Two weeks ago, I posted a piece about Zoom and my love affair with the platform. This week is a practical follow up to that post where I will present some lesser known tricks of Zoom. It’s important to remember that video conference platforms are always evolving. Therefore some of these tricks are new, and others may disappear in the time to come. Regardless, here are some of today’s best tricks, in order of how important they are to me:
Some would argue that placing your hand on a mouse and clicking an icon is just as fast as using a keyboard shortcut. Those arguments may be true in some cases. But you would have to pry a keyboard (with a 10 key) from my cold dead hands before I agree with that. So for those of you who can sympathize, read on in this section!
Hold space bar to unmute: This is my current favorite Zoom trick! It is already a courteous practice to keep yourself on mute when you’re not speaking. This helps with the audio quality for others and reduces the possibility of embarrassing moments for you.
Yet let’s say you’re in a meeting where you don’t need to talk much, you just have 3 critical sentences to share in the course of 30 minutes. All you need to do is put yourself on mute once. Then, whenever you need to speak, just hold down the space bar to “temporarily unmute” yourself. When you release the space bar, you will return to being muted. Not only is this convenient, but you also get to feel cool as it mimics a walkie talking or intercom!
Other shortcuts: You can find out what a shortcut is by hovering over most icons. For example, to cut your video on a Mac, hovering over the camera icon showed me that “Shift + Command + V” accomplishes that. You also have the freedom to study or change these shortcuts to something you like better by going into Preferences > Keyboard shortcuts.
Now you are already a Zoom master! Nothing says “I look like a cool computer hacker in a movie” more than by doing all of these functions by smashing the keyboard.
If you head into Preferences > Video, you’ll find all kinds of goodies. One of the beloved features here is “Touch up my appearance.” This won’t turn you into a photoshopped model that’s sat in a make-up chair for 5 hours, but it does put a nice feathering effect on your face to gently reduce blemishes without taking your face out of focus. Just be careful. If you’re like me, you’ll get used to seeing that touch up effect, and then be disappointed when you turn it off and remember you’re battling a Mt. Vesuvius sized zit.
Additional Note: Directly underneath the touch up effect is an option to adjust for low light. This does a decent job at brightening up your face. Most people working from home will understandably not have studio lights. So this is a useful and harmless option to keep on.
Advanced Screen Share
Most everyone is well aware that screen sharing is a useful feature in all of video conferencing. Of course, Zoom has taken this multiple steps further. If you open your screen share settings, you can slide over to “Advanced” settings and for some unique options:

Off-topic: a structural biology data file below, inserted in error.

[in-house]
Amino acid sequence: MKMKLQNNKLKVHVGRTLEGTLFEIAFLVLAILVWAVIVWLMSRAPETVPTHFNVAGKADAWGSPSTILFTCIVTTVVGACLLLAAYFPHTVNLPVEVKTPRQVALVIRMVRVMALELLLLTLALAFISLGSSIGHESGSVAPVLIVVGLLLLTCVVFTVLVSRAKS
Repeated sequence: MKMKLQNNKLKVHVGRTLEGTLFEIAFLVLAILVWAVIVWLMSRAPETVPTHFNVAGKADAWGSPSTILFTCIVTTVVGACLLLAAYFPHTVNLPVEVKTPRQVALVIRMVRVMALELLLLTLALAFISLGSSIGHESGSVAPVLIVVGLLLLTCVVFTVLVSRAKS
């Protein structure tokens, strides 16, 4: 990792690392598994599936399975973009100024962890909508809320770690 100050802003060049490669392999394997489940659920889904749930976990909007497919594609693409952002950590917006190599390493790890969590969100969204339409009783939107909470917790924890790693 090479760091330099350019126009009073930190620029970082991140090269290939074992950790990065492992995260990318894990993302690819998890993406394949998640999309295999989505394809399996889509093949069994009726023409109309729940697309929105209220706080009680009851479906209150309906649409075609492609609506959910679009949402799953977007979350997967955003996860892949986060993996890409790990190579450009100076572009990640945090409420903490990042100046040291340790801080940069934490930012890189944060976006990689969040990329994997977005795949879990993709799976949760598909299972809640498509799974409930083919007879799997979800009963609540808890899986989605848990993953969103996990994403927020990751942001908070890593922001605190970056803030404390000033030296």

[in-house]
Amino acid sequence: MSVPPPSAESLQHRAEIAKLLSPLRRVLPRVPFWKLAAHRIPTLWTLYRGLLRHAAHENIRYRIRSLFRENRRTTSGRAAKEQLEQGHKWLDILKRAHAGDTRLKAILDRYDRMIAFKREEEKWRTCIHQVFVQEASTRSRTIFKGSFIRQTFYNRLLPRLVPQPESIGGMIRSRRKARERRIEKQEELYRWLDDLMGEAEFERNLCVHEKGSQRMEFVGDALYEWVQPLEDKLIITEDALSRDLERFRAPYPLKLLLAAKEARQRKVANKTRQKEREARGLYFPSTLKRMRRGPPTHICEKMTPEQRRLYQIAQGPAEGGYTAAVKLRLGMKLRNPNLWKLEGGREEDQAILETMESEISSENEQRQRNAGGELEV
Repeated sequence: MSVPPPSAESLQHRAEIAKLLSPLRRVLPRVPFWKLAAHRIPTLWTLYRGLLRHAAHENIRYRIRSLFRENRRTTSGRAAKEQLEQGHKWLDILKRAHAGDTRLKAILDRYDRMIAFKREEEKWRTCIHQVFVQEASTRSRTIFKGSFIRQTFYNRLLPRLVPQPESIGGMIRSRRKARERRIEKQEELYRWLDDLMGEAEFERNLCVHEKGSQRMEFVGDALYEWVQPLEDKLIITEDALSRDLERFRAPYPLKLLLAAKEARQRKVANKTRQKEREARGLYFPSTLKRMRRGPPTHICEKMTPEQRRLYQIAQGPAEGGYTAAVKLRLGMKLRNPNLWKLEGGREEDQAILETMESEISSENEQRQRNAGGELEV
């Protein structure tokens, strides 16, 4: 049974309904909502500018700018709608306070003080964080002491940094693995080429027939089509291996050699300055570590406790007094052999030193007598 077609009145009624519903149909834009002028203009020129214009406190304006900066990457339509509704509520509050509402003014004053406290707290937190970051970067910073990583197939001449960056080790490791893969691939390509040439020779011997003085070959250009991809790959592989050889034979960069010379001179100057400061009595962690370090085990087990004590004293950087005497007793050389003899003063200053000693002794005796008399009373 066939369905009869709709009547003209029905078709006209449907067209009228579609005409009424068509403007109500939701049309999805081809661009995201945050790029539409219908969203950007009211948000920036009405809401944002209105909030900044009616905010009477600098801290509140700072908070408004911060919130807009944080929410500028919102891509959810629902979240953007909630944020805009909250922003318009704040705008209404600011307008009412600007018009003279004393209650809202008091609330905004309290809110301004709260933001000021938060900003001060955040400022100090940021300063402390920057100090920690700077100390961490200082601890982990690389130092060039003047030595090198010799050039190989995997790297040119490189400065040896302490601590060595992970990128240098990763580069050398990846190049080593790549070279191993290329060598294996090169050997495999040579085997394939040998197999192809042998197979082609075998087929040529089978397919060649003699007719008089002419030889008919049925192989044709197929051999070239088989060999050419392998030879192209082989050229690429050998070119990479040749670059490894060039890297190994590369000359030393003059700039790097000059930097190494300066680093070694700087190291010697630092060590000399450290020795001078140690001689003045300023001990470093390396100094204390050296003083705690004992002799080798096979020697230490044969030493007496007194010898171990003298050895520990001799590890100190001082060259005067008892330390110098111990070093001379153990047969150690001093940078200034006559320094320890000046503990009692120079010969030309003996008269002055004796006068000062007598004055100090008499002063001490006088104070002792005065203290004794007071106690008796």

Slides as background: This is still in beta mode, but get ready to feel like a news anchor when you can present your slides and actually point to something! Not a necessary function, but a fun one.
Share portion of screen: You’ve always been able to share 1 app at a time, but what if you need to show 2 apps while keeping the rest of your screen hidden? This gives you the freedom to do that and really anything by selecting the part of your screen you’d like to share, regardless of what lies within that selection.
Music or computer sound only: I love this capability for something such as a virtual happy hour. I have witnessed employees play music by placing a Bluetooth speaker near their computer mic. Believe me when I say this sounds terrible. To share music directly from a program like Spotify without even sharing your screen is a stroke of genius in this virtual world.
Part of Zoom’s efforts to beef up security was consolidating all of the essential meeting information into a small green badge at the upper left corner of your meeting screen. This eliminates the possibility of your meeting ID ending up in the wrong hands as it used to appear at the top of the window in full. If anyone took a picture of that previously, they had the ability to share your Meeting ID with the world.
Not only is the little badge better for security, but it also simplifies the need to find all of that information as needed by putting it all in one spot. It’s an easy place to visit in order to remind yourself of the password or invite someone quickly. This is not an exciting trick, but an important one.
Ask All to Unmute
Half the battle of hosting a seamless video conference is keeping everyone muted. Barking dogs and crying babies can be a big distraction when the perpetrator forgets that their mic is live. Luckily we’ve always had to solution to mute others remotely or even Mute All for larger meetings.
Now, the opposite can occur. Every single day, I see people start to talk in a meeting while muted. 10 other people then proceed to say the famous line “You’re on mute!” I’ll admit, it has happened to me a handful of times. We can’t all be perfect. That’s where this next trick comes in. As the host, you can “Ask all to unmute.” Go to Participant Tab > More to find this great option. It gives each participant a chance to avoid being the victim of the “You’re on mute!” onslaught.
There are plenty of tricks in Zoom if you’re willing to dig around. I especially encourage users to play with the fun stuff, like Virtual Backgrounds, Video Filters and Emoji Reactions. Because who doesn’t love receiving the visual of yellow hands clapping for you? There will always be more to explore with each update, but hopefully this post has given you the knowledge and confidence you need to become a Zoom master.
*Featured Image Attribution: Vecteezy.com